July 14, 1991 | By Desmond Ryan, Inquirer Movie Critic The Hollywood Reporter contributed to this column
East Coast viewers who annually lurch off to bed after yet another interminable Academy Awards broadcast may fantasize about editing Oscar down to a manageable length. But Sony Music Video, in collaboration with the Academy of Motion Picture Arts and Sciences, is actually doing something to sort the wheat from the chaff. The company will offer a 90-minute anthology of Oscar's best moments from 1970 to 1991. The tape will be priced at $19.98 and will be released in February - the month when the Academy Awards nominations are announced and Oscar interest begins to mount.
ENTERTAINMENT
January 31, 2012
EYE-CATCHING Jack Russell performances in "Beginners" and "The Artist" have prompted calls for a special Oscar to recognize dog performances. Why, people have asked, can't they throw Uggie ("The Artist") or Cosmo ("Beginners") a bone? As it turns out, there is already a movie award program for dogs - it's called the Golden Collar Award, and Uggie and Cosmo are up for best actor. (Uggie was actually nominated twice this year, for "The Artist" and his work in "Water for Elephants.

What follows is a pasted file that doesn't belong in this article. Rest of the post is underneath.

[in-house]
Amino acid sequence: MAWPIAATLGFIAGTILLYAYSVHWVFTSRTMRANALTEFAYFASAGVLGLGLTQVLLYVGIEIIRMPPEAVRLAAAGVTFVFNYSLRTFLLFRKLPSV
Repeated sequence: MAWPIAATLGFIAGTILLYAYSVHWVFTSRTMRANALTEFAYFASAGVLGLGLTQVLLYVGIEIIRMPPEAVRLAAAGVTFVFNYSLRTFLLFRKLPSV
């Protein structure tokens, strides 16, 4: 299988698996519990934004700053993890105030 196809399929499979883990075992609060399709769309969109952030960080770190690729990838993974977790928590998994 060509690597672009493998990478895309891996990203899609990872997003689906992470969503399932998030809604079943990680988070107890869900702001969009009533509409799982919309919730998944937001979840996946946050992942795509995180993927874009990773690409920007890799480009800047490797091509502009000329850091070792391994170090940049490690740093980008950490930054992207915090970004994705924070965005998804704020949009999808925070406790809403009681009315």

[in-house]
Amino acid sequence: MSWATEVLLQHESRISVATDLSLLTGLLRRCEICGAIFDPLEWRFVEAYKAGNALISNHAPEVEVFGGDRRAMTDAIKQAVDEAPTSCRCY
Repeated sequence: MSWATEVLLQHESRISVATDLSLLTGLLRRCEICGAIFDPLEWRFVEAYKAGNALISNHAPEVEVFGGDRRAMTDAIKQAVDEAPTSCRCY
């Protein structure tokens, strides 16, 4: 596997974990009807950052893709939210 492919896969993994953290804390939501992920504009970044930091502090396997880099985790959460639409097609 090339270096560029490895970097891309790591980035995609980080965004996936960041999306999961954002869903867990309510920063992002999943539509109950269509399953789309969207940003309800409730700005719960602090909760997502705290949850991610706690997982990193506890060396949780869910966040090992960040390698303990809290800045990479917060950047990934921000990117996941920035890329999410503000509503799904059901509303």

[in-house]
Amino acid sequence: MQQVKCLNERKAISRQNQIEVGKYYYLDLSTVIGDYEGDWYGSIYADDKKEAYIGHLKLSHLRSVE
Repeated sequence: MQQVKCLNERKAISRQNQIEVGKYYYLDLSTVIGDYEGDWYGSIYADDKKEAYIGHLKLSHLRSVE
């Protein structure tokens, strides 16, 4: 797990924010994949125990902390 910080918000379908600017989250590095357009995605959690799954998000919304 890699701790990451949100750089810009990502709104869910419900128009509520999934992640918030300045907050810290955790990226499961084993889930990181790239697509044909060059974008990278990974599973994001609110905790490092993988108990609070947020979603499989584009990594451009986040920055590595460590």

ENTERTAINMENT
April 1, 1990 | By Steven Rea, Inquirer Staff Writer
In the wake of Monday night's Oscar-mania, winners in the big categories have hied homeward to await word from their respective agents, phoning to pitch new film deals. In the meantime, though, projects completed by winners prior to the 62d annual Academy Awards are being readied for release. Among them: Eversmile, New Jersey, with best-actor Daniel Day-Lewis as a motorcycling dentist who roams the globe to promote good dental hygiene (honest!). The antic comedy, directed by Argentine Carlos Sorin, premiered at the Santa Barbara Film Festival last month and a U.S. distributor is being sought.